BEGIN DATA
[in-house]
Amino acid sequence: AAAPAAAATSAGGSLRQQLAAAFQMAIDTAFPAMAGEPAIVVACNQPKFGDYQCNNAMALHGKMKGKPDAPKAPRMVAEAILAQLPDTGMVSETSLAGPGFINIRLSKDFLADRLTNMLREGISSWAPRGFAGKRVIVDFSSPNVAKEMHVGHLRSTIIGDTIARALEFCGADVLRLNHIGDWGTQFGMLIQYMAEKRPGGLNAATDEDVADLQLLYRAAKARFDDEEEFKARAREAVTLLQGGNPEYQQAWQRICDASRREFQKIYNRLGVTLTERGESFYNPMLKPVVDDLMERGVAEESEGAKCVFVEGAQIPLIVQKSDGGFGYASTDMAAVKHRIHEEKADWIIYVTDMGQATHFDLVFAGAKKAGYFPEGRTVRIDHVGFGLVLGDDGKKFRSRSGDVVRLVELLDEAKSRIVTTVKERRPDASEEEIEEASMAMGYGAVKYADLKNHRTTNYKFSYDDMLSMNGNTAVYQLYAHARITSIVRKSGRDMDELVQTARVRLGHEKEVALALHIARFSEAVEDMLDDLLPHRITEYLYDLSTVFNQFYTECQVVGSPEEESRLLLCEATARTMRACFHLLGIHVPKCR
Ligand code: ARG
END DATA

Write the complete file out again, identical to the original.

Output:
[in-house]
Amino acid sequence: AAAPAAAATSAGGSLRQQLAAAFQMAIDTAFPAMAGEPAIVVACNQPKFGDYQCNNAMALHGKMKGKPDAPKAPRMVAEAILAQLPDTGMVSETSLAGPGFINIRLSKDFLADRLTNMLREGISSWAPRGFAGKRVIVDFSSPNVAKEMHVGHLRSTIIGDTIARALEFCGADVLRLNHIGDWGTQFGMLIQYMAEKRPGGLNAATDEDVADLQLLYRAAKARFDDEEEFKARAREAVTLLQGGNPEYQQAWQRICDASRREFQKIYNRLGVTLTERGESFYNPMLKPVVDDLMERGVAEESEGAKCVFVEGAQIPLIVQKSDGGFGYASTDMAAVKHRIHEEKADWIIYVTDMGQATHFDLVFAGAKKAGYFPEGRTVRIDHVGFGLVLGDDGKKFRSRSGDVVRLVELLDEAKSRIVTTVKERRPDASEEEIEEASMAMGYGAVKYADLKNHRTTNYKFSYDDMLSMNGNTAVYQLYAHARITSIVRKSGRDMDELVQTARVRLGHEKEVALALHIARFSEAVEDMLDDLLPHRITEYLYDLSTVFNQFYTECQVVGSPEEESRLLLCEATARTMRACFHLLGIHVPKCR
Ligand code: ARG